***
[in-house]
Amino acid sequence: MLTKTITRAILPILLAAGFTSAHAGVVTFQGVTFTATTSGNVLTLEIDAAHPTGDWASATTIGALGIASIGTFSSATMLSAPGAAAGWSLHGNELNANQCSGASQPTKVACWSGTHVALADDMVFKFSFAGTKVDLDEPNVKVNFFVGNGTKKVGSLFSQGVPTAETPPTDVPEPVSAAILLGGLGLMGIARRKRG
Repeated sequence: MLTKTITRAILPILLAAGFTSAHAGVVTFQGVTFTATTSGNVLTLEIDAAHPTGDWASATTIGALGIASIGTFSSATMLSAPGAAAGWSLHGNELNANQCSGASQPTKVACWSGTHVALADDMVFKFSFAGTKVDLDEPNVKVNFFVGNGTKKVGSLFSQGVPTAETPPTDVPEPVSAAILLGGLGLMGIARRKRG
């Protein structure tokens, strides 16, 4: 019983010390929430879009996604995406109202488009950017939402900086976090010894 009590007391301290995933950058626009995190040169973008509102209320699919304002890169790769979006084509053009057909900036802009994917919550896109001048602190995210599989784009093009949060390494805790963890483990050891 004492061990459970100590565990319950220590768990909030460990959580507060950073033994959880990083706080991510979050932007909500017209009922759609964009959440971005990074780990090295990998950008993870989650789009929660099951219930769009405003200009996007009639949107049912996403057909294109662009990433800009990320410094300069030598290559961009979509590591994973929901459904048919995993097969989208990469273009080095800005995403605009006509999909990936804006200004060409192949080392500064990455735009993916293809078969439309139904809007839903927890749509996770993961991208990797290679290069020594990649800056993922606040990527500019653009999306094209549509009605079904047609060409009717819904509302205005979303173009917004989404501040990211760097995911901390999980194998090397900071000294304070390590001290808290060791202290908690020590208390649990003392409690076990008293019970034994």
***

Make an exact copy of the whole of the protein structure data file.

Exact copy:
[in-house]
Amino acid sequence: MLTKTITRAILPILLAAGFTSAHAGVVTFQGVTFTATTSGNVLTLEIDAAHPTGDWASATTIGALGIASIGTFSSATMLSAPGAAAGWSLHGNELNANQCSGASQPTKVACWSGTHVALADDMVFKFSFAGTKVDLDEPNVKVNFFVGNGTKKVGSLFSQGVPTAETPPTDVPEPVSAAILLGGLGLMGIARRKRG
Repeated sequence: MLTKTITRAILPILLAAGFTSAHAGVVTFQGVTFTATTSGNVLTLEIDAAHPTGDWASATTIGALGIASIGTFSSATMLSAPGAAAGWSLHGNELNANQCSGASQPTKVACWSGTHVALADDMVFKFSFAGTKVDLDEPNVKVNFFVGNGTKKVGSLFSQGVPTAETPPTDVPEPVSAAILLGGLGLMGIARRKRG
């Protein structure tokens, strides 16, 4: 019983010390929430879009996604995406109202488009950017939402900086976090010894 009590007391301290995933950058626009995190040169973008509102209320699919304002890169790769979006084509053009057909900036802009994917919550896109001048602190995210599989784009093009949060390494805790963890483990050891 004492061990459970100590565990319950220590768990909030460990959580507060950073033994959880990083706080991510979050932007909500017209009922759609964009959440971005990074780990090295990998950008993870989650789009929660099951219930769009405003200009996007009639949107049912996403057909294109662009990433800009990320410094300069030598290559961009979509590591994973929901459904048919995993097969989208990469273009080095800005995403605009006509999909990936804006200004060409192949080392500064990455735009993916293809078969439309139904809007839903927890749509996770993961991208990797290679290069020594990649800056993922606040990527500019653009999306094209549509009605079904047609060409009717819904509302205005979303173009917004989404501040990211760097995911901390999980194998090397900071000294304070390590001290808290060791202290908690020590208390649990003392409690076990008293019970034994």